The 1,204-page report submitted by Justice Archie Campbell of the Ontario Superior Court of Justice – SARS commissioner and author of the report – was released to the public Jan.9, and is the last of three previously published reports that dissect the beginning-to-end issues of the outbreak. The first report in April 2004 addressed the problems of Ontario's public health infrastructure, while a second report a year later addressed deficiencies in health protection and emergency response laws.
The final report accuses the government of being completely unprepared to respond to the outbreak of SARS (severe acute respiratory syndrome) – which killed 44 people in the Toronto area. It also points to a failure to protect the health care workers who were on the front lines when the SARS outbreak occurred.
"The lack of preparation against infectious disease, the decline of public health, the failure of systems that should protect nurses and paramedics and others from infection at work – all these declines and failures went on through three successive governments of different political stripes," Campbell wrote.
Systemic problems alleged in the report include:
- Poor internal and external communications;
- Problems with preparation and planning for an outbreak of a virulent disease;
- Accountability issues (who is in charge and who does what);
- Problems with worker and patient safety;
- Infection control, surveillance and lack of independent safety inspections;
- Resource problems including people, money, laboratories and infrastructure; and
- A lack of the application of the precautionary principle that action to reduce risk should not wait for scientific certainty.
Health Care Workers – "Heroes of SARS"
According to the report, 45 percent of Ontario's 375 SARS cases were among health care workers, and two nurses and one doctor died from the disease. Campbell applauded the nurses and doctors and everyone else involved in helping contain the outbreak, calling them "the heroes of SARS."
Campbell called for the ministry to take more of a lead role in the event of future infectious diseases and to include occupational health experts to help contain the outbreaks. Comparing hospitals to mines and factories, Campbell urged the government to institute workplace safety programs in hospitals just as it would in any other hazardous workplace environment.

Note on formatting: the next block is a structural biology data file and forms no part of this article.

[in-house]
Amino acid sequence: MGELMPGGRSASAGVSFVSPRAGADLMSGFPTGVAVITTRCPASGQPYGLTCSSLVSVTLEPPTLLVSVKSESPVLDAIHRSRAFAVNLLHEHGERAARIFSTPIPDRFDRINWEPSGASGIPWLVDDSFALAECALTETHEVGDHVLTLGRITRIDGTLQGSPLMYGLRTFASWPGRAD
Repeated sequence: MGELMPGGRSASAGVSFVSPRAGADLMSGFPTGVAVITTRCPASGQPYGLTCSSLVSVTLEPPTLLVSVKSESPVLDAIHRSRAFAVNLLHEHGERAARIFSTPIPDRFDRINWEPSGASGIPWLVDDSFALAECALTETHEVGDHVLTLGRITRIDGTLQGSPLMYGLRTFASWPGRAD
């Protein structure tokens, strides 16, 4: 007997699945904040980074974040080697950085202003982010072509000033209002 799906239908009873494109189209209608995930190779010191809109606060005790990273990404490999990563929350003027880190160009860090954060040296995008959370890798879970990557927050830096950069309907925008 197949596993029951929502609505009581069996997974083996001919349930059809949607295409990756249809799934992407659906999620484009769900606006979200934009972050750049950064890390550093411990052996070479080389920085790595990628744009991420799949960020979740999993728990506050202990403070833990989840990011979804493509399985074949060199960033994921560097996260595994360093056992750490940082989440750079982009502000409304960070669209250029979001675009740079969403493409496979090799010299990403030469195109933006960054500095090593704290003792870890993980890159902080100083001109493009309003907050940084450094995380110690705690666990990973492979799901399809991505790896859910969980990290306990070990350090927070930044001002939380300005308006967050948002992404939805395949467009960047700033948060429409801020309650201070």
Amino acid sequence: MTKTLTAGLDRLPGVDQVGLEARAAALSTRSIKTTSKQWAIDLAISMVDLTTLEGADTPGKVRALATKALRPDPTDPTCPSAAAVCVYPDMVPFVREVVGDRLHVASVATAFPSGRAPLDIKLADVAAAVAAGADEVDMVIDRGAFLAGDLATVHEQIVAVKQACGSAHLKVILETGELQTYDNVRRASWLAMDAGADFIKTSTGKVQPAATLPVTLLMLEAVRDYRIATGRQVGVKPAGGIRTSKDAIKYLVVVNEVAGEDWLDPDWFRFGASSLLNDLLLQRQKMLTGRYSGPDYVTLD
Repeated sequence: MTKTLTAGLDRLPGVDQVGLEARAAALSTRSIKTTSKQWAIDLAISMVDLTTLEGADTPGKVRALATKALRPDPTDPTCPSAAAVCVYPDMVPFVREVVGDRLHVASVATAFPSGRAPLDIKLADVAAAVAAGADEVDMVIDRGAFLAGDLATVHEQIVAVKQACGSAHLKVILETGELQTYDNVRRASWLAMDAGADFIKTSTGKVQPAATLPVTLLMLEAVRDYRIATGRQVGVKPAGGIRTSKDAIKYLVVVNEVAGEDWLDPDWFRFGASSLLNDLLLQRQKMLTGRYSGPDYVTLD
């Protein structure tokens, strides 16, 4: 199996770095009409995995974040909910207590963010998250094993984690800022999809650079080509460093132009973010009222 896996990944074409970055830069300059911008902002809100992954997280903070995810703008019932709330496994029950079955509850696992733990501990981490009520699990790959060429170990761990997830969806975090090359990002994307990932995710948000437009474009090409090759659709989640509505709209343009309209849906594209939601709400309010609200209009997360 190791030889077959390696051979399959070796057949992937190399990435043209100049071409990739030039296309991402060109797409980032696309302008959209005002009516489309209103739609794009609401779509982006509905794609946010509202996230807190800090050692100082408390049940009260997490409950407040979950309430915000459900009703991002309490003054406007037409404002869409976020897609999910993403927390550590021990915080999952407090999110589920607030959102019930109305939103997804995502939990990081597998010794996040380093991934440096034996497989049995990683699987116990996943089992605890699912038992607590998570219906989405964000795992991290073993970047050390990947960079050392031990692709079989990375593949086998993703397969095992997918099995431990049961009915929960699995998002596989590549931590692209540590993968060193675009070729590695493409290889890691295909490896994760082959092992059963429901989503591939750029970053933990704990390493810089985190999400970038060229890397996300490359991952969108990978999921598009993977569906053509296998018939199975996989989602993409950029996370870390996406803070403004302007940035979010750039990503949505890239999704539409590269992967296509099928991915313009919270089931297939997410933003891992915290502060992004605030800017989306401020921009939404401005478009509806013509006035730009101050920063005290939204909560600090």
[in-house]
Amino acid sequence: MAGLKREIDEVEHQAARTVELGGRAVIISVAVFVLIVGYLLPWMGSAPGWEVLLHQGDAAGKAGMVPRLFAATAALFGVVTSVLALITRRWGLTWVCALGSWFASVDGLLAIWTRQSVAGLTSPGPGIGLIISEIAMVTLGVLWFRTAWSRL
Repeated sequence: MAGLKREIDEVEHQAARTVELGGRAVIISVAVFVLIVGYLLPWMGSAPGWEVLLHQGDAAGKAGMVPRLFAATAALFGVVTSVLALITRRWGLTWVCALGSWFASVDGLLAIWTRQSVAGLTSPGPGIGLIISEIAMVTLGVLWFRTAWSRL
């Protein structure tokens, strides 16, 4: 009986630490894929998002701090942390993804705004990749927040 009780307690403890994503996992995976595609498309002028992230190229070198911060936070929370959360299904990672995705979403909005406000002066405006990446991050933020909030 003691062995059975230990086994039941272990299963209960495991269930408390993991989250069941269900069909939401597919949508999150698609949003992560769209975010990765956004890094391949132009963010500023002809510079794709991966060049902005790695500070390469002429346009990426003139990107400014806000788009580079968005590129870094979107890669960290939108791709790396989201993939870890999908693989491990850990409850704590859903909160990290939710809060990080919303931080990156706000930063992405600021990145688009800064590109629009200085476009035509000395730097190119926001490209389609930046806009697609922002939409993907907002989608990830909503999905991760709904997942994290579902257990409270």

He also emphasized that recommendations from the previous two reports were not meant to be taken lightly, as the government has implemented only five of the commission's 25 recommendations.
Nurses Pleased with Report Findings
The Ontario Nurses Association hailed the report as "significant and groundbreaking," and one that offers the government the opportunity to dramatically improve the safety of Ontario's hospital workers.
The Ontario government said in a statement that it plans to use the final SARS report "to help further strengthen public health and better protect Ontarians and health care workers."
"The contributions of countless health professionals who helped us cope with SARS will never be forgotten," Health and Long-Term Care Minister George Smitherman said. "It is our job as government to learn from the experience and ensure we will be able to respond rapidly and effectively to any health emergencies. … Ontario's nurses can be assured that their safety is a priority for this government."
To access the report, click here.